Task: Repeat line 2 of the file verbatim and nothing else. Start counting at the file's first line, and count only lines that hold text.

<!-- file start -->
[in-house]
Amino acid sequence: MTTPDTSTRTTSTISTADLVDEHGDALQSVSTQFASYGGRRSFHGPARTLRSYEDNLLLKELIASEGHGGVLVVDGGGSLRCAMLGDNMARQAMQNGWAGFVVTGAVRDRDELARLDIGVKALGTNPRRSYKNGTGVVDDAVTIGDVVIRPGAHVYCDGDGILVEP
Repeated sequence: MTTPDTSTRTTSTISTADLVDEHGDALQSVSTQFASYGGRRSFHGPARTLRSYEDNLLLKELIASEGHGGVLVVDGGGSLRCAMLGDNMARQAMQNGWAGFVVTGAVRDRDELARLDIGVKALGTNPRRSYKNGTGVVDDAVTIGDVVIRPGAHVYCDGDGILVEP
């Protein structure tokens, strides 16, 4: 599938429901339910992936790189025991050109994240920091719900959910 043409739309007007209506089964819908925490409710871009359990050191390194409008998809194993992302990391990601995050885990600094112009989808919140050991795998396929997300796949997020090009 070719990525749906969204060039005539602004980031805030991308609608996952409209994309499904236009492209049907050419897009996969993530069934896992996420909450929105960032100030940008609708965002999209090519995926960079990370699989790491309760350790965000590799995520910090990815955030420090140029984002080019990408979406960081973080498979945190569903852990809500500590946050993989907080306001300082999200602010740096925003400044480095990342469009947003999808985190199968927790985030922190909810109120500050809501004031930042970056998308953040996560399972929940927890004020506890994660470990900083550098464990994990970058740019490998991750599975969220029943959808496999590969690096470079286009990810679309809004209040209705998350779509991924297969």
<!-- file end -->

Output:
Amino acid sequence: MTTPDTSTRTTSTISTADLVDEHGDALQSVSTQFASYGGRRSFHGPARTLRSYEDNLLLKELIASEGHGGVLVVDGGGSLRCAMLGDNMARQAMQNGWAGFVVTGAVRDRDELARLDIGVKALGTNPRRSYKNGTGVVDDAVTIGDVVIRPGAHVYCDGDGILVEP